Top: Salomon reflects on the Nazis’ 1933 rise to power. Bottom: Charlotte, age 10 in 1927, with her father, Albert, a distinguished surgeon who was the first to detect breast cancer with an X-ray.

In 1939 Salomon’s father and stepmother had fled to Holland, where they were imprisoned for a time in the Dutch camp of Westerbork. They managed to escape and, with the help of the underground, spent the rest of the war in hiding.

Charlotte married Alexander Nagler, a Jewish refugee from Austria who had also been taken in by Moore, in 1943. Shortly after their marriage, the couple were arrested by the Nazis and sent to Auschwitz. Charlotte was put to death immediately upon her arrival—she was 26 years old and about four months pregnant. Nagler died soon after.

Salomon pictures her mother’s suicide—a jump from a third-floor window—and writes: “There is nothing more to be done about the tragedy.”

In 1947, the Salomons traveled to Villefranche and contacted Moore. The village doctor had turned over the packages Salomon had given him to Moore when she returned after the war. Moore, in turn, gave the paintings and texts of “Life? or Theater?”—still in its original packaging—along with a self-portrait by Charlotte, to the Salomons. They had had no idea the work even existed. In 1971 they donated the entire oeuvre to the Jewish Historical Museum in Amsterdam.

Over the years a number of exhibitions have featured portions of Salomons work. Now, however, for the first time the complete “Life? or Theater?” is on display at Amsterdams Jewish Historical Museum in a special exhibition marking the 100th anniversary of the artist’s birth. With their vivid color, energetic execution and insightful commentary, the 769 notebook-sized gouache paintings and texts that make up the work bring Salomon to life.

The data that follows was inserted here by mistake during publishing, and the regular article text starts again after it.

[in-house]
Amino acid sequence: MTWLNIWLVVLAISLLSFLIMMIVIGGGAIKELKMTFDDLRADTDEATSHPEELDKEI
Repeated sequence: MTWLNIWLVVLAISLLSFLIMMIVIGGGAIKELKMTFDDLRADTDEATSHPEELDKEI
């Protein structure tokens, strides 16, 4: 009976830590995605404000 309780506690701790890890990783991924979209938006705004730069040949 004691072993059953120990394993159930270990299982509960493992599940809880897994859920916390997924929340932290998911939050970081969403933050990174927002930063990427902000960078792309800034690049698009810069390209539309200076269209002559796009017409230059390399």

Top: Charlotte poses with her maternal grandparents in 1939 in Villefranche-sur-Mer, where they sought refuge from the Nazis. Not long after, her grandmother killed herself and Charlotte learned, for the first time, about her family’s tragic legacy of suicide. Bottom: Charlotte had studied art in Berlin. “Perhaps I could learn to draw,” she wrote, “that might be just the thing. Perhaps I could learn to draw, I’d really have a fling!”

The exhibition, which is on view through March 25, proceeds like a storyboard for a film. Images and text repeat, and fact and fiction blend, as do memory and imagination. Sometimes serious, sometimes satirical, always observant and introspective, the work recasts her life as a painted drama. Spontaneity and a sense of urgency animate the paintings, which are filled with almost cartoon-like action and dialogue. At once journal, theater, visual art and operetta, it is replete with classical music cues—Bach, Bizet, Beethoven, Mozart. Salomon takes considerable artistic license in representing people and events, and she plays multiple roles, acting simultaneously as artist, director and narrator. There are echoes of Van Gogh, Chagall, Munch and others, and a foreshadowing of the graphic novel and of installation art.